Off Broadway, New York City, Revival, Plays

O, Earth

Off Broadway, Play
HERE Arts Center, 145 Sixth Avenue

Runs through 20 February 2016

Part of the cast of O, Earth, Photo by Julieta Cervantes. 

Part of the cast of O, Earth, Photo by Julieta Cervantes. 

BOTTOM LINE: A genuine, skillful, and joyful adaptation of Thorton Wilder’s Our Town as seen through the gifted pen of playwright Casey Llewellyn. O, Earth is a drop everything, must-see show.

When a press invite comes to you and offers a piece that includes Our Town, Portia DeRossi, and Stonewall pioneer Marsha P. Johnson in a play about how we “organize our togetherness,” you take it. To add to that, it’s brought to us by The Foundry Theatre, an illustrious company celebrating revolutionary thought with limitless potential. Putting these ideas all in the same space seems to qualify for that mission. And I honestly can’t say enough how much I loved my time spent with Casey Llewellyn’s charming, insane, and brilliantly crafted O, Earth.

There’s a curtain strung across the HERE upstairs stage, a cheerful reminder of yesteryear’s fourth wall grandeur. But this curtain is suspended several feet above the ground, which is covered in dark, rubber gravel. The curtain opening, and even the doorways, are at a similar height, placing us always on a different plane of understanding where doors don’t touch the ground. We float. The design here is by an extraordinary Adam Rigg who works some magic in simple ways with this gorgeous set.

There’s a familiar figure on stage, a middle-aged white man in turn of the century dress who greets us. It’s Thorton Wilder himself (Martin Moran), playwright of Our Town, seen in every high school and community theater across this country. And with good reason. It’s a tremendous, precocious, if dated play about community and daily life, traditionally performed in pantomime.

Here, Llewellyn has made one of the smartest homages to a play I have had the pleasure to see, where Emily, our young protagonist, learns that there is more to the world than pantomime. Later in the play, George, played by Jess Barbagallo, who we learn has recently adopted the gender pronoun “he,” continues his routine “daily life” exercise as Emily exclaims, “there’s nothing there.” And our Stage Manager is also evolving beyond the norm. In the traditional Our Town, the (male) Stage Manager is usually a docile, removed narrator, but here is played by the extraordinary Donnetta Lavinia, decidedly female and of color, who cannot resist educating and commenting on the journey of Emily’s loves, losses, and growing up in this estranged Grover’s Corners.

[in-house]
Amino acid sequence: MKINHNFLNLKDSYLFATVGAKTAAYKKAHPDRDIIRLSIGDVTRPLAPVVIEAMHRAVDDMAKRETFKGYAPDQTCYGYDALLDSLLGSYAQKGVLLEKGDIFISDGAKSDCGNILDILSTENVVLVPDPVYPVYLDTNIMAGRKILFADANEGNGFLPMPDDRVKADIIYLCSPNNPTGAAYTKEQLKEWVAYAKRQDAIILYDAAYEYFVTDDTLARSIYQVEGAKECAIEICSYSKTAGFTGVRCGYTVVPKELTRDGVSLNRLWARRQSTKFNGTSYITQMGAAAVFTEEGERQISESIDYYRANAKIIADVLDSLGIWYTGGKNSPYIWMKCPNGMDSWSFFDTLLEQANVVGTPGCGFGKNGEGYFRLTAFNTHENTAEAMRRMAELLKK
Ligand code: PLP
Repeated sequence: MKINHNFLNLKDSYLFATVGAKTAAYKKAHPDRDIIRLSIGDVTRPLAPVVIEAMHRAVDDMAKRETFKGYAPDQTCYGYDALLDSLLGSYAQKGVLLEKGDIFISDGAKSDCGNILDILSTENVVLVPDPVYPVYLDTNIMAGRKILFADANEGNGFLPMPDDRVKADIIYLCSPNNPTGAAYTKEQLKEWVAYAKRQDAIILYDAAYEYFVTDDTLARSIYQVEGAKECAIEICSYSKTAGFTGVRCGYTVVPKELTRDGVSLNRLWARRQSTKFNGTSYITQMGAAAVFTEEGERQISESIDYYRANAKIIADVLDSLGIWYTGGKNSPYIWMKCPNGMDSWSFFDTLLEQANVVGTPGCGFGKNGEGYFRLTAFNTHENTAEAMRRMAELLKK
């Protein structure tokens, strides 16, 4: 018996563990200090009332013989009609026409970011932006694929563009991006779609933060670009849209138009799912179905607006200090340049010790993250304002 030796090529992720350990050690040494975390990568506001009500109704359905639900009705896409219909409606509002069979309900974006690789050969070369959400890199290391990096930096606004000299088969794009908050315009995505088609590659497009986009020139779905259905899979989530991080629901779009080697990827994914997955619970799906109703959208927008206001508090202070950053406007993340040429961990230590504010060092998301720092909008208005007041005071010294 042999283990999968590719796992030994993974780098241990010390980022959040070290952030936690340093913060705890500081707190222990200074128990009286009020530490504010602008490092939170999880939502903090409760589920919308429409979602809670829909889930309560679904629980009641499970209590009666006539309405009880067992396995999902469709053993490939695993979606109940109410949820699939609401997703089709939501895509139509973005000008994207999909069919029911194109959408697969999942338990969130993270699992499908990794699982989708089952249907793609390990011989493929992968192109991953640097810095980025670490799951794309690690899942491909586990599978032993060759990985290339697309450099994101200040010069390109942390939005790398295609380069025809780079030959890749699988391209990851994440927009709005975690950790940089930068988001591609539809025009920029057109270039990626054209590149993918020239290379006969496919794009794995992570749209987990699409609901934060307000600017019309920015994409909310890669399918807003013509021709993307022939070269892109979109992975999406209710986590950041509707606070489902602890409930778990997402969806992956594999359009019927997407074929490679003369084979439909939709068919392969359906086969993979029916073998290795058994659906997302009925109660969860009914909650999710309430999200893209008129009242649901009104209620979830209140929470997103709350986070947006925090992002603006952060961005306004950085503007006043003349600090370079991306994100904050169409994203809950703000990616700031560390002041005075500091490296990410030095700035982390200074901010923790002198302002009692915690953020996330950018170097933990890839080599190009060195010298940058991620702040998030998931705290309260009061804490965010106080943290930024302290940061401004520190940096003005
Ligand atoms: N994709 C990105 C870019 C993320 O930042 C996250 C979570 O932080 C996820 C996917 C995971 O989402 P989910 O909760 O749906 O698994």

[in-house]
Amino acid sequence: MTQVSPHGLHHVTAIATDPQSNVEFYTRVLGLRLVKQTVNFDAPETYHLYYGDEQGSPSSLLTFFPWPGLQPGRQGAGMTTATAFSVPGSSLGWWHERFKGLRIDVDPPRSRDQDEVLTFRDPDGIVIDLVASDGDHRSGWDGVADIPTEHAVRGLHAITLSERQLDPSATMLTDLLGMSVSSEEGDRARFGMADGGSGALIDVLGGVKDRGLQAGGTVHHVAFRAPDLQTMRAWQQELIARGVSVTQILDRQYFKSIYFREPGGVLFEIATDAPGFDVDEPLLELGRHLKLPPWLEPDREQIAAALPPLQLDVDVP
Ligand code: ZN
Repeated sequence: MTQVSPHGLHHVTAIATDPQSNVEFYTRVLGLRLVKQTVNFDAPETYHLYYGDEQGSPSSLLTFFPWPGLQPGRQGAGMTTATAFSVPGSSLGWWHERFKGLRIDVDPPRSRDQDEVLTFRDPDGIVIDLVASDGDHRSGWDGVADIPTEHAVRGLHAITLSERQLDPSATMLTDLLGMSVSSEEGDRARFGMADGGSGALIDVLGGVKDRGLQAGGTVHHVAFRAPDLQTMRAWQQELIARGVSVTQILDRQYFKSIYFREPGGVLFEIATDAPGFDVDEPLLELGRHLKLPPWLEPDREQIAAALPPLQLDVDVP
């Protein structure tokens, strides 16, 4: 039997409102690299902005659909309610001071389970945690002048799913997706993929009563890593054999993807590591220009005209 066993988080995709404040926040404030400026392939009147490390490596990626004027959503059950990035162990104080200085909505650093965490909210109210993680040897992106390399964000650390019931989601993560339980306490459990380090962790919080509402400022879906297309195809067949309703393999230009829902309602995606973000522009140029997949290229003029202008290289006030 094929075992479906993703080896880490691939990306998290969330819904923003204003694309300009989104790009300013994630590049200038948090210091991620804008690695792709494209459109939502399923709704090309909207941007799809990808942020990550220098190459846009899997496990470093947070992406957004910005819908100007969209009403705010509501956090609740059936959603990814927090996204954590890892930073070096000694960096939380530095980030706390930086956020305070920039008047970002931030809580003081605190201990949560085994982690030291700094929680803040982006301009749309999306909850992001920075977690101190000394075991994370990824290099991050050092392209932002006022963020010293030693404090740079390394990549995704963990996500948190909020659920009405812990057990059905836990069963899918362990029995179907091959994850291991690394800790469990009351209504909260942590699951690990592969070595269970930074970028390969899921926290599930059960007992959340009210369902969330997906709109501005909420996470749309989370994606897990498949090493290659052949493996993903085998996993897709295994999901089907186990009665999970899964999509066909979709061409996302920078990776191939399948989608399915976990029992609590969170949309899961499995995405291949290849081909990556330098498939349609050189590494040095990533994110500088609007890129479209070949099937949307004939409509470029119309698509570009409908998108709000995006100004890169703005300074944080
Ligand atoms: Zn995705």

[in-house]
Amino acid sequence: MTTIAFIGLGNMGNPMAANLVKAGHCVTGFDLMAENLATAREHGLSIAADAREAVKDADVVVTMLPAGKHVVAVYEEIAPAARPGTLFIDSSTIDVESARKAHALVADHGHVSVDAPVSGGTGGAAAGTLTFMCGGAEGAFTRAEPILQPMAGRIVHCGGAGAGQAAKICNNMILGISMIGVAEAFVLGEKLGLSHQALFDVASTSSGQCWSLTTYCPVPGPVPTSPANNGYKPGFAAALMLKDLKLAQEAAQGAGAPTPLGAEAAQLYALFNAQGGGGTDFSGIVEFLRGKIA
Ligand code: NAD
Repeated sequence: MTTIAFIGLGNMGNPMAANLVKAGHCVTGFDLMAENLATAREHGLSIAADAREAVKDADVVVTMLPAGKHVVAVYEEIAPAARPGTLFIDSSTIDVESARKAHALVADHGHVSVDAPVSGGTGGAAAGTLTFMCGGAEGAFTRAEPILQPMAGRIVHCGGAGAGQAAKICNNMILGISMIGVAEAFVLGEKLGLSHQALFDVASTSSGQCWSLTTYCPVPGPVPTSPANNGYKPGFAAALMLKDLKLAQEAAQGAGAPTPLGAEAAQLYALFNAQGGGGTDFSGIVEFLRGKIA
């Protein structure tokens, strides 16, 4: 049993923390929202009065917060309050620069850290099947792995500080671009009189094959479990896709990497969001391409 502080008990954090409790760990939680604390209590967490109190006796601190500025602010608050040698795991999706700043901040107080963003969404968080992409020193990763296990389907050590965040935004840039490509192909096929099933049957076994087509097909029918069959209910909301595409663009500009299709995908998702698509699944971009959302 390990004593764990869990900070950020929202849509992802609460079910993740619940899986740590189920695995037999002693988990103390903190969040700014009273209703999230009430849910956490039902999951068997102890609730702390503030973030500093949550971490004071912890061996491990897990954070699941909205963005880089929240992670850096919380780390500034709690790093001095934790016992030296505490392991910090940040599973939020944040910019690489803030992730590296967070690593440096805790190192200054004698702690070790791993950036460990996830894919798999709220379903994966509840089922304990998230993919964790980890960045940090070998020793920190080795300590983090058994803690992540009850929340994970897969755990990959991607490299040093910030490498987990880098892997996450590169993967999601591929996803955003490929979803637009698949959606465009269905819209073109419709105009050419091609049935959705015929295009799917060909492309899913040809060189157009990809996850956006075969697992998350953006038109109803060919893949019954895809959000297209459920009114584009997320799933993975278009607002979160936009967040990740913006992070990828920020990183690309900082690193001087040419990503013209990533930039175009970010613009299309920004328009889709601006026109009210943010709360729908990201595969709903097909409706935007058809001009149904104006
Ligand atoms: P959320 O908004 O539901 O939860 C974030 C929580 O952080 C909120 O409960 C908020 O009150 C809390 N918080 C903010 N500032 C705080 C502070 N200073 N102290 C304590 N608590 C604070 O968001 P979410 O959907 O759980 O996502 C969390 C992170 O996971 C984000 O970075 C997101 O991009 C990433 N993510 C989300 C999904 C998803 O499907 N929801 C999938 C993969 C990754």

Director Dustin Wills isn’t afraid to take a million disparate things and smash them together. He and his design team lead us through well-organized chaos. Barbara Samuels’ vivid lighting color palate illuminates bright blue walls, shines rainbows, and even pulls off the coolest refrigerator ever seen on a stage. Montana Blanco’s costumes are zany and perfect.

I hesitate to add much more to the synopsis. The Foundry has done well by us to offer a program on our way out of the theater to preserve some surprises. And I’d like to do the same here. Suffice to say that there are some key characters that will delight you in this fantastical, contemporary collage of a vision of our 2016 America that can no longer be contained to a small town. We are global. And we seek connection and togetherness in a fractured, 140-character world. With some expert casting, The Foundry has woven a kaleidoscope of a play that brings queer history, recent and past, to the forefront. It's a play I would like to think the closeted Thornton Wilder would have appreciated, if not admired.

I laughed. I cried. I danced. O, Earth is a celebration that only good theater can reward us with. At the end of this play, we’re provided with synchronized choreography from the whole cast whilst perched on stools that’s weird and wonderful (from choreographer Chris Devita). I don’t think I was the only one refreshed and renewed by the words of Casey Llewellyn, so finely executed by director Dustin Wills, as we danced our way out onto the streets of Sixth Avenue, just mere blocks from Stonewall. You may want to bring your party there after the show, remembering what has come before. Act three of Thornton Wilder’s play is, after all, named Death and Dying. In O, Earth we are asked not to mourn the dead, but rather to think, honor, move forward, show up, and celebrate the new-found queer lives of our town.

(O, Earth is presented at HERE Arts Center, 145 Sixth Avenue, through February 20, 2016. Performances are Tuesdays-Fridays at 8:30, Saturdays at 4 and 8:30, and Sundays at 4. Tickets are $35. More information can be found online at www.here.org and by calling 212.354.3101.)

 O, Earth is written by Casey Llewellyn. It is directed by Dustin Wills. Scenic design by Adam Rigg. Lighting Design by Barbara Samuels. Costume design by Montana Blanco. Sound Design by Janie Bullard. Props and puppets by Raphael Mishler. The stage manager is Nicole Marconi, assistant stage manager is Jess Berkey, production manager is Jeff Drucker, and line producer is Amanda Feldman. Produce by Foundry Theater

The cast features Moe Angelos, Jess Barbagallo, Ato Blankson-Wood, Julienne “Mizz Julie” Brown, Emily Davis, Cecilia Gentili, Donnetta Lavinia Grays, Tommy Heleringer, Martin Moran, and Kristen Sieh.

Check out Theasy.com for more theatre reviews.

 

Want to read or watch Thornton Wilder's Our Town? Available here: